Tuesday, March 27, 2007

A Challenge for our Time: Would You Rather Die Than Think?

Many people would rather die than think; in fact, most do.

-Bertrand Russell
Bertrand Russell (1872-1970) wrote extensively and profoundly throughout his long lifetime. He won the Nobel prize for literature for his History of Western Philosophy and co-authored the Principia Mathematica with Alfred North Whitehead.

Two essays, however, are among his monumental contributions; they are must reads for lay people and non-professional philosophers today. One is entitled Ideas That Have Harmed Mankind and the other --Ideas That Have Helped Mankind. Despite his frail appearance, Russell was of the "tough minded" school of philosophy and, in that respect, had more in common with Jean-Paul Sartre than he would ever admit. In this short audio file, Russell states succinctly the stark choice that we faced in 1950 and still face today.

In his Autobiography, Russell wrote a fitting prologue for his work:
Three passions, simple but overwhelmingly strong, have governed my life: the longing for love, the search for knowledge, and unbearable pity for the suffering of mankind. These passions, like great winds, have blown me hither and thither, in a wayward course, over a great ocean of anguish, reaching to the very verge of despair.
Later, we find the source of that despair:
Communists, Fascists, and Nazis have successfully challenged all that I thought good, and in defeating them much of what their opponents have sought to preserve is being lost. Freedom has come to be thought weakness, and tolerance has been compelled to wear the garb of treachery.

-Bertrand Russell,Autobiography

Though much of Russell's lasting contribution to world culture rests upon his achievements in pure logic, he was primarily a humanist and a humanitarian. Social activism and politics "ran in the family". He not only wrote about the social issues of his day, he actively tried to influence the tide of history.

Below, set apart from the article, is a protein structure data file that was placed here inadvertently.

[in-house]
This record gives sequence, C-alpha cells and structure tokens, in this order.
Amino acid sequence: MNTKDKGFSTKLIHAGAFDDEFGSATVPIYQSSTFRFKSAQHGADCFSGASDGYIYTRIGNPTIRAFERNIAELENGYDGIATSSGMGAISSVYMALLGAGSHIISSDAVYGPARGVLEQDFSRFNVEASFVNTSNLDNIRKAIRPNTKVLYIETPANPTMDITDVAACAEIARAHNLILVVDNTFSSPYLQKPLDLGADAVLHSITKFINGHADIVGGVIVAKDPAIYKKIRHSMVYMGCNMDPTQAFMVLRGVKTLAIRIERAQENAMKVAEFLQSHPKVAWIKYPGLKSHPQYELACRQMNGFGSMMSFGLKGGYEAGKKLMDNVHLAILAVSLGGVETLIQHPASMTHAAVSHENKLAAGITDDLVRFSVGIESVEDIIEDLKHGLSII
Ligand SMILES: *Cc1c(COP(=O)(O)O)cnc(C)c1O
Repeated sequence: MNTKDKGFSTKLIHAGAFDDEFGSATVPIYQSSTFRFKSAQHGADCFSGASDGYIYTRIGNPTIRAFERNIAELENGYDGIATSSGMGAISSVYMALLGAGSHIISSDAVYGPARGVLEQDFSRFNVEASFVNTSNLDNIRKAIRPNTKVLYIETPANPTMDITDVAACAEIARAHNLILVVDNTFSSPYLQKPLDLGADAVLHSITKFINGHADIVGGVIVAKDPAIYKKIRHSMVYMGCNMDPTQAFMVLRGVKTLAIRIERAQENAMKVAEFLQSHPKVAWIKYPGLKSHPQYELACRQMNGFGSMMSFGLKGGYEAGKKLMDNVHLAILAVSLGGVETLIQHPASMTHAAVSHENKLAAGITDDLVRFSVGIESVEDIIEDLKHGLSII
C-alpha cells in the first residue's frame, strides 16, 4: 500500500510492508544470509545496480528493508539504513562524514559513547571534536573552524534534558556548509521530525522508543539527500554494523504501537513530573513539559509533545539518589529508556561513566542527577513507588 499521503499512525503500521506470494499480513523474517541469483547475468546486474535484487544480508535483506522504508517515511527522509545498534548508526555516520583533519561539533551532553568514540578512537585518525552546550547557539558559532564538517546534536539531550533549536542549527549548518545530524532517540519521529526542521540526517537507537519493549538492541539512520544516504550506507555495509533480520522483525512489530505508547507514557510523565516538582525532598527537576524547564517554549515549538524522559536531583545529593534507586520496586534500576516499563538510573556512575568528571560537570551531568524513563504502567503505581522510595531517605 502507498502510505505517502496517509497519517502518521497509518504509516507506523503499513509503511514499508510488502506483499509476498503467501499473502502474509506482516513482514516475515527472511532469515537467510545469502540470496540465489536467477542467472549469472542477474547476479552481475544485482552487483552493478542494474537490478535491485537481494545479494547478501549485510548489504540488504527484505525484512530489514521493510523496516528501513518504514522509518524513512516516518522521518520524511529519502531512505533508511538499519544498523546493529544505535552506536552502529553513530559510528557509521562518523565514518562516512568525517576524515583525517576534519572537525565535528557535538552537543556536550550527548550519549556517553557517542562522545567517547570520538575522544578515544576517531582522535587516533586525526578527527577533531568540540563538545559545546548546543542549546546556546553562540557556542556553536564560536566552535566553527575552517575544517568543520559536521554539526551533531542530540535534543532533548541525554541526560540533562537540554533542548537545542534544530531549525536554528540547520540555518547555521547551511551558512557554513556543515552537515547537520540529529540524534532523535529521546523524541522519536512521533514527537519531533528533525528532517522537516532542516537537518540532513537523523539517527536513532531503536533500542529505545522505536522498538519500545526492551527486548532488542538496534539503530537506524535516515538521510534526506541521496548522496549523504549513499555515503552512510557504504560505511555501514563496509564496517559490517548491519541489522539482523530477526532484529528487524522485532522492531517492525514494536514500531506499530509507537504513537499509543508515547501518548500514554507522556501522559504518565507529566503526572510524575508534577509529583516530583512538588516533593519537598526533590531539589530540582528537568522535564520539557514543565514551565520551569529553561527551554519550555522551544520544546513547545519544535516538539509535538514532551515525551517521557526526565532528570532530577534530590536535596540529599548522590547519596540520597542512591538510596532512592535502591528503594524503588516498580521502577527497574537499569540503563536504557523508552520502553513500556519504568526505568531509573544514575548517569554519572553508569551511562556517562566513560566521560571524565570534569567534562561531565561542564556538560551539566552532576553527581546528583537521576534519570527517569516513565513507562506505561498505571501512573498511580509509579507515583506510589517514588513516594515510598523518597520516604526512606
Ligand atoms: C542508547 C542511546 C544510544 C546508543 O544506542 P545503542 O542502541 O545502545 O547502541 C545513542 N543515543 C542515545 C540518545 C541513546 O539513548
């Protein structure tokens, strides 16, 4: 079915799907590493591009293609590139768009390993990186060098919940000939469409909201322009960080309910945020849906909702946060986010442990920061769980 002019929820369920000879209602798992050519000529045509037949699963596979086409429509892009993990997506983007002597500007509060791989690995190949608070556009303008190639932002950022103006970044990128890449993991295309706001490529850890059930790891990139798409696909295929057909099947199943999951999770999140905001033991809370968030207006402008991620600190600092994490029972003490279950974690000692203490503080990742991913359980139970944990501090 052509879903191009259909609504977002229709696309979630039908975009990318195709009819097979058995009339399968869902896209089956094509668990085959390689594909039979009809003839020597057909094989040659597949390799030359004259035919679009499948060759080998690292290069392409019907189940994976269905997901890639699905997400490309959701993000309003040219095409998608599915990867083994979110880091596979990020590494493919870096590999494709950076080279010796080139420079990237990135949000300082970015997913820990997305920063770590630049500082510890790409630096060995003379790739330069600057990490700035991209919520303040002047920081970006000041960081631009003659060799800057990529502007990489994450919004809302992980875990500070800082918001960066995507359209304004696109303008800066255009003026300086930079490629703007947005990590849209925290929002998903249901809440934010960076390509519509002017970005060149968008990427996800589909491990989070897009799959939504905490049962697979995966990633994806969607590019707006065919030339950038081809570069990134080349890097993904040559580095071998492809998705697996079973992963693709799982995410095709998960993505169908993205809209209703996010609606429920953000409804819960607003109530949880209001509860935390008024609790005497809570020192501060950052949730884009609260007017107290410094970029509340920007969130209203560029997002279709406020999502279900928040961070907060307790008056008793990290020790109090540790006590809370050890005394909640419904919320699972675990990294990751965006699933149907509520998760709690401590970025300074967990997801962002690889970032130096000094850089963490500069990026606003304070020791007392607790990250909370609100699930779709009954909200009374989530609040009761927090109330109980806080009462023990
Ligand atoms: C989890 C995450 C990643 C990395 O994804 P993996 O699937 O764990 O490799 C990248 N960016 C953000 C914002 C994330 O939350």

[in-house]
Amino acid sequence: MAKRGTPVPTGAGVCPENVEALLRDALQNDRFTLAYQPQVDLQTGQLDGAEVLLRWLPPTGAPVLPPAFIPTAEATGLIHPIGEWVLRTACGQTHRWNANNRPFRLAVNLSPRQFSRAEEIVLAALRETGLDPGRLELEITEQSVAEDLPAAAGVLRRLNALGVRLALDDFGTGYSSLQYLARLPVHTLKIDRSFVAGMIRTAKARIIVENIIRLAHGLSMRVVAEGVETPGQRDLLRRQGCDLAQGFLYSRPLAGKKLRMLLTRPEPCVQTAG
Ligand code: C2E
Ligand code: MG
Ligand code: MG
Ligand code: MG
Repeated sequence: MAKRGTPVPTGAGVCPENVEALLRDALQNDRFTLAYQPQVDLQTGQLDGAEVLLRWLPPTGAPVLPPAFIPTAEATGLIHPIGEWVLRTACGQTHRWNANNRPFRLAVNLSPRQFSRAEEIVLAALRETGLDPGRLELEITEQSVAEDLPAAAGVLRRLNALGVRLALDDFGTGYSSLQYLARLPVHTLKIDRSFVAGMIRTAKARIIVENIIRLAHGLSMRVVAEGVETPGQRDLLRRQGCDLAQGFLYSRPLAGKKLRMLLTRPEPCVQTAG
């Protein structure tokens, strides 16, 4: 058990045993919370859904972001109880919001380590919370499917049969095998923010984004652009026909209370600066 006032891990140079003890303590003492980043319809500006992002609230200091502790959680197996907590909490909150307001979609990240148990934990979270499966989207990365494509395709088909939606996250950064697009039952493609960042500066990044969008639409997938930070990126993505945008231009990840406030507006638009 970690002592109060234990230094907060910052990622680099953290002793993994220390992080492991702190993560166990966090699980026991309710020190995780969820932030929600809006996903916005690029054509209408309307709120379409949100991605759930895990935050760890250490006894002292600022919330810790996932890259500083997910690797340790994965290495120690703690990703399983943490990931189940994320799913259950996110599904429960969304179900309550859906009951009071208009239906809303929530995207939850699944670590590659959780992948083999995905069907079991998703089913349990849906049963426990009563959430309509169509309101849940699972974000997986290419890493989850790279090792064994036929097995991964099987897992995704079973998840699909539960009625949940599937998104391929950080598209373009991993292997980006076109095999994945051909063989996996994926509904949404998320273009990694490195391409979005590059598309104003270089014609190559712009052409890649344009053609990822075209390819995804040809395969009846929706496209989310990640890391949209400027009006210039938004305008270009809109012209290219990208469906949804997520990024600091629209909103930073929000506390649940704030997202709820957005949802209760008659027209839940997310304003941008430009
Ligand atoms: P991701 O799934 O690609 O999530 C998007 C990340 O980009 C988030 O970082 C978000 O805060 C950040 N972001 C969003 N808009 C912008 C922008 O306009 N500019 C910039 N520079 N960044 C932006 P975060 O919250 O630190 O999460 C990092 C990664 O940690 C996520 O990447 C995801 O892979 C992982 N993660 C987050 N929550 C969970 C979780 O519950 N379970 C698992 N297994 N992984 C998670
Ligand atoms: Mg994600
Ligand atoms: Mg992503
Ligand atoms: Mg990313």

Russell was not content to write for academia and other philosophers. He reached a wider public with The Problems of Philosophy (1912) and A History of Western Philosophy (1945). Both books did much to educate several generations -including mine. Russell did not arbitrarily separate education from the pressing issues of the day; rather, he linked progress in education with social progress in general. He is famous for debunking fallacy, propaganda, and, most memorably, superstition and religion. He believed widespread superstition has unwelcome social consequences.

It is tragic that American society did not take to heart Russell`s simple admonition:
I wish to propose for the reader's favourable consideration a doctrine which may, I fear, appear wildly paradoxical and subversive. The doctrine in question is this: that it is undesirable to believe a proposition when there is no ground whatever for supposing it true.
That simple doctrine might have replaced political ideologies of all sorts in America. The tragic regime of George W. Bush might have been avoided. We might have avoided the catastrophe that was Ronald Reagan.

It is easy to understand the rise of Reagan. The GOP faithful would say: "He made us feel good about ourselves". It was an era in which the rapacious greedy felt good about economic plunder. "Greed was good" became a motto. Reagan made it possible for republicans to sleep well at night even as "trickle down" economics was known to displace millions by exporting the very heart of America`s "heavy industry". Perhaps some people ought not feel good about themselves. Some ought not sleep so easily at night.

It is a mistake to think that Russell died a disappointed man because the world had not and could not live up to his hopes. Had he foreseen recent developments in modern America he might have. No! Though easily depicted as a "disembodied intellect", Russell was made of sterner stuff.
This has been my life. I have found it worth living, and would gladly live it again if the chance were offered me.

-Prologue to Bertrand Russell's Autobiography
Russell, though a logician who wrote disparagingly of Sartre's Existentialism which he considered to be almost incomprehensible, Russell was himself, in the finest existentialist tradition, the architect of his own life. Thus, he was himself an "Existentialist" --if not a cowboy.


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